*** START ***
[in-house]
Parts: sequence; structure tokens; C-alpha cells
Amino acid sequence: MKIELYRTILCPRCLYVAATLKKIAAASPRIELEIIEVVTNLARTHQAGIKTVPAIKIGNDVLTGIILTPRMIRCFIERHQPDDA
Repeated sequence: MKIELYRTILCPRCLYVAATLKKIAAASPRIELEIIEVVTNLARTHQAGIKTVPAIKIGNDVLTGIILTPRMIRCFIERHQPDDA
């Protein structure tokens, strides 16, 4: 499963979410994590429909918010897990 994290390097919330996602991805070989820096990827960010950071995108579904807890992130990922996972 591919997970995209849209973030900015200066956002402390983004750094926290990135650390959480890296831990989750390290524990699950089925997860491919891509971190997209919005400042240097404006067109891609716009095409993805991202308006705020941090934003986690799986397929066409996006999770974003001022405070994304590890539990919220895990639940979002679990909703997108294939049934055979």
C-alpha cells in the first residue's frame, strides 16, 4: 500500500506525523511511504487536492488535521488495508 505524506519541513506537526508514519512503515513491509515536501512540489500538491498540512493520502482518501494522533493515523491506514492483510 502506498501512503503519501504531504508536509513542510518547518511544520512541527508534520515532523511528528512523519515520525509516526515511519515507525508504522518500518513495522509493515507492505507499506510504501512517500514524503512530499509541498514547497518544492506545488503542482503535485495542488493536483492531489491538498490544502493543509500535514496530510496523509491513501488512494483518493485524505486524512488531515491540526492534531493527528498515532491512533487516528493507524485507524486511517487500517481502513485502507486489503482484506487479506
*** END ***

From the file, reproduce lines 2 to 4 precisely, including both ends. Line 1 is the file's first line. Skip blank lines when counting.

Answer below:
Parts: sequence; structure tokens; C-alpha cells
Amino acid sequence: MKIELYRTILCPRCLYVAATLKKIAAASPRIELEIIEVVTNLARTHQAGIKTVPAIKIGNDVLTGIILTPRMIRCFIERHQPDDA
Repeated sequence: MKIELYRTILCPRCLYVAATLKKIAAASPRIELEIIEVVTNLARTHQAGIKTVPAIKIGNDVLTGIILTPRMIRCFIERHQPDDA